Meanwhile, SpaceX’s South Texas team have been busy at work on both Starhopper and a newer Starship, said by Musk to be the first orbit-capable prototype. In the last week, technicians have begun stacking several sections of the vehicle’s stainless steel hull, all fabricated and welded together side-by-side. On Thursday, May 9th, this progressed to the installation of the Starship’s first gently tapered nose section atop its cylindrical tank section. Likely the second- or third-to-last major stack before its aeroshell is assembled into one piece, the orbital prototype is starting to truly resemble a real Starship.
*** The Starship may be flying soon enough to launch the next-gen Turkish satellite: SpaceX’s Starship could launch secret Turkish satellite, says Gwynne Shotwell – Teslarati
According to SpaceX COO/President Gwynne Shotwell and a Turkish satellite industry official, Starship and Super Heavy may have a role to play in the launch of Turksat’s first domestically-procured communications satellite.
Per Shotwell’s specific phrasing, this comes as a bit of a surprise. Built by Airbus Defense and Space, SpaceX is already on contract to launch Turksat’s 5A and 5B communications satellites as early as Q2 2020 and Q1 2021, respectively. The spacecraft referred to in the context of Starship is the generation meant to follow 5A/5B: Turksat 6A and any follow-on variants. Turksat’s 6-series satellites will be designed and manufactured domestically rather than procured from non-Turkish heavyweights like Airbus or SSL. However, the Turksat 6A satellite’s current baseline specifications would make it an extremely odd fit for a launch vehicle as large as Starship/Super Heavy.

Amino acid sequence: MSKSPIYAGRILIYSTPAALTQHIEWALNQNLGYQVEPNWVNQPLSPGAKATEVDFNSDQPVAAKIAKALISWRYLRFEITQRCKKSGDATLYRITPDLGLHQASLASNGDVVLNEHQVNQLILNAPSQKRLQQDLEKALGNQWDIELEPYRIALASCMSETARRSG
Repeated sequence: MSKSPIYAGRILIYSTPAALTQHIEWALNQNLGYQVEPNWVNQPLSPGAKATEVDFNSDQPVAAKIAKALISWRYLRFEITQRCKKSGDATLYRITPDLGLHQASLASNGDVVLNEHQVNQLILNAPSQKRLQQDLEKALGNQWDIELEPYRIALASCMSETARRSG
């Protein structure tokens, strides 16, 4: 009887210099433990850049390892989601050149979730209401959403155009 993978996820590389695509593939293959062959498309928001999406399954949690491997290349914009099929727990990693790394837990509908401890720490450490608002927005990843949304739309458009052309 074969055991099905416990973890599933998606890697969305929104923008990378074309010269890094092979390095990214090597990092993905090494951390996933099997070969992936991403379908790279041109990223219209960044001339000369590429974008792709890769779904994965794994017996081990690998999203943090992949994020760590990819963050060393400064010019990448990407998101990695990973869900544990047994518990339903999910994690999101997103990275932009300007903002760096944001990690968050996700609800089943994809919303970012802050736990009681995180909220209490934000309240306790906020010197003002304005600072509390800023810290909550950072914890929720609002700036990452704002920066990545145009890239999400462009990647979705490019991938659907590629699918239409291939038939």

*** Scott Manley’s latest update focuses mostly on SpaceX activities:
*** A profile of SpaceX rocket enthusiasts: The Obsessive, Tumultuous Lives of SpaceX Rocket Chasers | WIRED
In late 2017 Chylinski gave in to his obsession. He sold his belongings, left his job, and hit the road in a Capri truck camper with his dog, Tuck, to photograph rockets full-time. Most people in their mid-thirties would balk at that kind of career move, and Chylinski, now 35, admits he had reservations too. But he told himself it would just be for six months. If it didn’t work out, he’d return to corporate IT.
He’s been on the road chasing rockets ever since.
Chylinski is part of a small group of (semi-)professional rocket chasers who are obsessively documenting the new space race and paying particular attention to the happenings at SpaceX. They’ll camp out for days in a remote part of Texas just to get a glimpse of the company’s experimental rocket engine. They lurk in Florida harbors as drone ship paparazzi. They attend every single launch, no matter how unglamorous the payload or inhospitable the hour. By showing up, these rocket chasers are uncovering news about the secretive happenings at SpaceX.